Portrait: Senate of Pennsylvania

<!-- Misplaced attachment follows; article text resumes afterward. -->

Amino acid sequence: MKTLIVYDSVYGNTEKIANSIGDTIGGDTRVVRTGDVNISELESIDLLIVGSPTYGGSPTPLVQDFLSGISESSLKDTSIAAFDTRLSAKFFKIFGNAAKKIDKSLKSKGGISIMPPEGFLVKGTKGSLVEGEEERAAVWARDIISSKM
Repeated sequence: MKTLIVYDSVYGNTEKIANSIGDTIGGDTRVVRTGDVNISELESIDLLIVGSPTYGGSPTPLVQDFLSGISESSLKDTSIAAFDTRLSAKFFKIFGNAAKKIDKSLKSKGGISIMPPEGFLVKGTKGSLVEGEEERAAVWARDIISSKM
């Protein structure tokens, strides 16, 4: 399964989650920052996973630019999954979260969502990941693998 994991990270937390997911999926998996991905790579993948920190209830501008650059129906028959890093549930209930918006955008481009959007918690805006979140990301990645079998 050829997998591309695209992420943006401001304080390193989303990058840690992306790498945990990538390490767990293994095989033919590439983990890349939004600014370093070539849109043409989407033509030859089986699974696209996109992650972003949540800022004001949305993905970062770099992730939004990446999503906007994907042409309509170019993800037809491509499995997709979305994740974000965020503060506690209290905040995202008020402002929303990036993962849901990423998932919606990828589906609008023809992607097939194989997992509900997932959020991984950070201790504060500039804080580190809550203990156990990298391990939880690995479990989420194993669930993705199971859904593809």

“Known as one of the Senate’s most vigorously individualistic and outspoken members,” Sam Salus was born in Philadelphia on August 31, 1872, the son of St. John’s Street butcher, Bohemian (Southwestern Czechoslovakian) immigrant Abraham Salus and the former Barbara Weider. He married Ada Rosenthal, the daughter of his father’s friend during the Civil War, Solomon Rosenthal. An 1891 graduate of Central High School, Senator Salus matriculated from the University of Pennsylvania law school in 1895, became a member of the Philadelphia bar, and developed and early passion for civil rights issues, especially concerning African Americans and Jews. Salus was elected a member of the Philadelphia Common Council, 1902-03, assistant Philadelphia County district attorney, 1904-1907; member of the state House of Representatives in 1903-04, 1909-10, 1943-45; the state Senate, 1911-1938; and served as President pro tempore, 1925-1927. In the Senate he promoted bills to end the Philadelphia police department’s protection of dope dealers, prostitution rings, gambling houses and speak-easies. A frequent legislative advocate of equal rights laws, in association with the Philadelphia Tribune’s E. Washington Rhodes, Salus presented various forms of the state’s first “fair employment practices and equal accommodation acts.” Through all, the Honorable Samuel Salus remained problematic to organization Republicans. While he acquiesced to unit-rule vote on procedural and major legislative questions, Salus exhibited no hesitation in “picking his own hill” on any number of progressive measures. That luxury extended from incredibly strong organizational support at home, a commodity that posed Salus as an indispensable member of a not-so-predictable Philadelphia delegation. Additionally, to the chagrin of many Republican leaders during the Penrose-Grundy-Vare years, the often hated (by organization Republicans) Gifford Pinchot admired the Philadelphia Senator. Indeed, Salus’s grandson recalls, “Gifford Pinchot loved my grandfather a lot.” The Judge recounts that during a visit to the Poconos, the Progressive Pinchot asked his grandfather (Samuel) “to succeed him as Governor of Pennsylvania.” Salus demurred: “Why would I want to give up the power of a Senator, just to become governor?” The senator’s quest for social reform practically disappeared from public view, ironically overshadowed by his law firm’s violation of bar association standards during Philadelphia Mayor John Kelley’s administration – coincidently at a time when the Mayor, “a power in the city’s Democratic Party, had prevailed upon” rising star Anthony J. DiSilvestro to run for a Senate seat. The Philadelphia Bar conducted a 1935, city-wide corruption investigation, targeting many of its practicing members. As a result, chairman Brewster Rhoades proffered charges against Senator Salus’s practice for operating a “drunk-driving racket” and misconduct during a divorce proceeding. His brother, Herb Salus, received the more serious conviction, retaining “numbers racket higher–ups” as company clients. Exonerated for complicity regarding his brother’s charge, the court nevertheless found Samuel guilty of sending “runners” to local jails to distribute “Salus and Salus” business cards to recently pinched drunk drivers. The alleged intent directed all drunk-driving legal fees to the Salus brothers, with the cooperation of wayward local magistrates and police officers. He was also charged with client misrepresentation in a divorce case. Both men received guilty verdicts and were disbarred. In Sam’s case, his guilty verdict stemmed from the secondary crime of ignoring the conduct of his law partners while serving in Harrisburg. Salus embarked on a five-year appeals process through the state Supreme Court, the mission frustrated temporarily by Attorney General Charles Margiotti’s influence on court justices during the Earle administration. He attempted to run for another Senate term in 1938 but met defeat by 47 votes. The election overturned in Salus’s favor by one vote, the Senate decided to seat neither candidate, based on a protracted investigation revealing polling violations. The Senate eventually seated moderate Republican A. Evans “Keppie” Kephart. In 1941, Salus and his brother were readmitted to the bar, and Salus continued his legislative career, successfully running for a 1942 seat in the Pennsylvania House of Representatives. The Honorable Samuel W. Salus died of a heart attack while in office, December 28, 1945, after dedicating four decades of legislative service to the Commonwealth.